La Mulana is slow to instruct, but quick to punish. Should we consider this a flaw? Is unbridled obscurity a design weakness? There are many who would rather watch somebody else play La Mulana than play it themselves. Is this a bad thing? You could make a convincing argument that obscurity is worse than oversimplification.

A lack of explicit instruction does have its perks, though, one of which is a hidden community component. I’ve been justifying my use of the “Let’s Play” videos as a strange form of multiplayer, or perhaps even conversation. I find myself returning to this video series not just for instruction, but for comfort and camaraderie. The ruins are lonely and unforgiving. They offer little comfort. But comfort arrives in the form of some dude on the internet, stumbling over the same puzzles, emitting nasally outbursts as he forgets what he’s doing and dies miserably. The views on his videos hover in the mid-twenty-thousands. It seems many would agree there’s no shame in consulting a guide on something like La Mulana. It just comes with the territory.

Also, “obscure” and “difficult” are terms that fail to grasp the scope of La Mulana. While Flight to Freedom showed me that illiteracy can be harnessed as a game mechanic to elicit a sense of vulnerability, La Mulana takes this idea further by denoting literacy and observation as separate peripherals. You have to earn the right to look around, and then, separately, earn the right to interpret your observations.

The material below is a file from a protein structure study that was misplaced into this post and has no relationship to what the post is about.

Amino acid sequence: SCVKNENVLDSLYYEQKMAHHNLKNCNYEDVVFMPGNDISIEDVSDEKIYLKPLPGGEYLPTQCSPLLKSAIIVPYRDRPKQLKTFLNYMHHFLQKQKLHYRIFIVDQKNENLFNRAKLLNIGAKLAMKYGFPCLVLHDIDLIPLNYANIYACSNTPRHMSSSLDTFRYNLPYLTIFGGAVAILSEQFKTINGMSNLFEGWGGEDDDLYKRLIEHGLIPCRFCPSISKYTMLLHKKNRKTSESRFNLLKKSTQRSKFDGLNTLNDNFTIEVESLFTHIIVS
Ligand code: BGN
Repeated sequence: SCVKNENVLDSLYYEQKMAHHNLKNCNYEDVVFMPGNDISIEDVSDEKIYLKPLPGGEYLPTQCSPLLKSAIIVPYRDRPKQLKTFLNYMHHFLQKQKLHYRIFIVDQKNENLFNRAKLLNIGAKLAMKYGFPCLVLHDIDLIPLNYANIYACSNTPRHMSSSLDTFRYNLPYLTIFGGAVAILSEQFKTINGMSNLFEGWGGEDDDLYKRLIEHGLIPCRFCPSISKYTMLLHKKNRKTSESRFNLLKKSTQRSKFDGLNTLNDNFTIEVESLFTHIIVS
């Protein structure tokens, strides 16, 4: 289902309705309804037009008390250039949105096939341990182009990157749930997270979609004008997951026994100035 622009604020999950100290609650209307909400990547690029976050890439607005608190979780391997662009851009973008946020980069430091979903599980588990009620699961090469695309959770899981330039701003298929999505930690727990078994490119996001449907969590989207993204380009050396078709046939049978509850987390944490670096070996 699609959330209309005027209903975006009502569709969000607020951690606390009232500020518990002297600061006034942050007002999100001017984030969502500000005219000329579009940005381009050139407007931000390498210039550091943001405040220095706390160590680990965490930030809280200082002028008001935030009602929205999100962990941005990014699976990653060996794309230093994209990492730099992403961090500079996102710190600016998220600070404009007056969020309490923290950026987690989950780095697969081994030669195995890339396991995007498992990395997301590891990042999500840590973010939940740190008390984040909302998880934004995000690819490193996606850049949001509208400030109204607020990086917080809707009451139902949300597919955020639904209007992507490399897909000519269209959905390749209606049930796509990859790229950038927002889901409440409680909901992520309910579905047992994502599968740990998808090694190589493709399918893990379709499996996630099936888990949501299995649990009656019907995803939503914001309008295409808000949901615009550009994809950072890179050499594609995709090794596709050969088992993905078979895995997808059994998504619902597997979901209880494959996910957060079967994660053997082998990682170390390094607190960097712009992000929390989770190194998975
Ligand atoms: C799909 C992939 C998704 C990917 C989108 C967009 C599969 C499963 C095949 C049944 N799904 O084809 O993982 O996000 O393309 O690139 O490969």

I can’t remember the last game I played that inspired me to regularly consult a manual. La Mulana’s manual is an interesting text in itself, since it’s not just a technical, dry affair. It offers cautionary advice, evocative artwork, beginner strategies and narrative exposition. You might say most game manuals contain such things, but most of that information is useless repetition. I used to think a game that encourages use of a manual does so through bad design. Portal doesn’t need a manual. But perhaps manuals, in many cases, have been rendered useless by flabby, burdensome tutorials. You don’t need a manual if the game bangs you over the head with HELPFUL INSTRUCTIONS until you don’t want to play anymore. La Mulana is one of the few cases I can think of in which the design warrants a manual not because it’s bad, but precisely because it’s good.

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Skimming the Surface in La Mulana

Once I believed that games like Nigoro’s La Mulana are all about innate skill and twitch reflexes. Now I’m convinced the demands of such games are primarily psychological. Granted, established videogame vocabulary is an important barrier of entry, but perhaps more important is sheer force of will and a simple willingness to sign up. Like Dwarf Fortress, La Mulana expects and rewards devotion. It embraces the obscure and the difficult. It asks you to learn a set of skills completely, backwards and forwards, like you would a close friend or potential love interest. It wants you to fight the queasy apprehension mortality plants in our bellies, to resist the voice that tells us we must play, see, watch, read, hear everything, but there’s so little time. La Mulana wants you to slow down. It isn’t needy. It doesn’t crave your approval. If you’re not willing to make time for La Mulana, then it isn’t interested in you.

So let’s borrow some time and look at level design.

La Mulana drops you off in a village with a sharp, retro color palette, full of wild greens and foreboding blue-blacks. The game quickly establishes that it’s not the sort of side-scrolling love letter that makes you travel in one direction. It’s the other kind. Ghostly translucent villagers pace with pots on their heads. A pink child gleefully sprints the width of the screen. You can go right, or you can go left.